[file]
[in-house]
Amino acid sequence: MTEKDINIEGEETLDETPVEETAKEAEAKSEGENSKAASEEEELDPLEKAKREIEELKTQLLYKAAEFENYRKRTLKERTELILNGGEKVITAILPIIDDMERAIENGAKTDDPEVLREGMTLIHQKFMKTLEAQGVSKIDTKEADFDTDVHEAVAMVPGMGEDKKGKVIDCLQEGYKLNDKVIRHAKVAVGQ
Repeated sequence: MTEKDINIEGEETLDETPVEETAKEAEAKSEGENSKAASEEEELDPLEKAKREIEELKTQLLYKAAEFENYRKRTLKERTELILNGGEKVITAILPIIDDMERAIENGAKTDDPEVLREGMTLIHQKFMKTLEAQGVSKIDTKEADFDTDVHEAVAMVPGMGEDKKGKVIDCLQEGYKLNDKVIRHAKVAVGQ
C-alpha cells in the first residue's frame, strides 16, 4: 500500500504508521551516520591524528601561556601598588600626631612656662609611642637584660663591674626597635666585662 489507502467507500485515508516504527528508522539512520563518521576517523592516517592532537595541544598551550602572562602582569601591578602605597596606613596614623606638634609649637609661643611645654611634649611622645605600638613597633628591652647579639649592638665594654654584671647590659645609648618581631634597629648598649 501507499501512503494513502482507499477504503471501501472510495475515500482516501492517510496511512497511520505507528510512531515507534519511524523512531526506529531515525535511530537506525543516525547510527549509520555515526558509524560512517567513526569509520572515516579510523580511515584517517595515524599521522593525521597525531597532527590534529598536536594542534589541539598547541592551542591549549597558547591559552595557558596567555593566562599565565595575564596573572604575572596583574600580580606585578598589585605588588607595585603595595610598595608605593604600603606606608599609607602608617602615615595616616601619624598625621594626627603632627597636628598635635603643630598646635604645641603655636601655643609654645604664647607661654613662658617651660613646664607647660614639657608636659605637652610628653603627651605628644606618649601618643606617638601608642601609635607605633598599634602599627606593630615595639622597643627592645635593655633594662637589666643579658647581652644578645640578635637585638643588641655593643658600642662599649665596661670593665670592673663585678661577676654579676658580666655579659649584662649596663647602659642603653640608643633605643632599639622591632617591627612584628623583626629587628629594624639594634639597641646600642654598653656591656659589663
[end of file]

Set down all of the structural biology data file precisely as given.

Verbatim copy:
[in-house]
Amino acid sequence: MTEKDINIEGEETLDETPVEETAKEAEAKSEGENSKAASEEEELDPLEKAKREIEELKTQLLYKAAEFENYRKRTLKERTELILNGGEKVITAILPIIDDMERAIENGAKTDDPEVLREGMTLIHQKFMKTLEAQGVSKIDTKEADFDTDVHEAVAMVPGMGEDKKGKVIDCLQEGYKLNDKVIRHAKVAVGQ
Repeated sequence: MTEKDINIEGEETLDETPVEETAKEAEAKSEGENSKAASEEEELDPLEKAKREIEELKTQLLYKAAEFENYRKRTLKERTELILNGGEKVITAILPIIDDMERAIENGAKTDDPEVLREGMTLIHQKFMKTLEAQGVSKIDTKEADFDTDVHEAVAMVPGMGEDKKGKVIDCLQEGYKLNDKVIRHAKVAVGQ
C-alpha cells in the first residue's frame, strides 16, 4: 500500500504508521551516520591524528601561556601598588600626631612656662609611642637584660663591674626597635666585662 489507502467507500485515508516504527528508522539512520563518521576517523592516517592532537595541544598551550602572562602582569601591578602605597596606613596614623606638634609649637609661643611645654611634649611622645605600638613597633628591652647579639649592638665594654654584671647590659645609648618581631634597629648598649 501507499501512503494513502482507499477504503471501501472510495475515500482516501492517510496511512497511520505507528510512531515507534519511524523512531526506529531515525535511530537506525543516525547510527549509520555515526558509524560512517567513526569509520572515516579510523580511515584517517595515524599521522593525521597525531597532527590534529598536536594542534589541539598547541592551542591549549597558547591559552595557558596567555593566562599565565595575564596573572604575572596583574600580580606585578598589585605588588607595585603595595610598595608605593604600603606606608599609607602608617602615615595616616601619624598625621594626627603632627597636628598635635603643630598646635604645641603655636601655643609654645604664647607661654613662658617651660613646664607647660614639657608636659605637652610628653603627651605628644606618649601618643606617638601608642601609635607605633598599634602599627606593630615595639622597643627592645635593655633594662637589666643579658647581652644578645640578635637585638643588641655593643658600642662599649665596661670593665670592673663585678661577676654579676658580666655579659649584662649596663647602659642603653640608643633605643632599639622591632617591627612584628623583626629587628629594624639594634639597641646600642654598653656591656659589663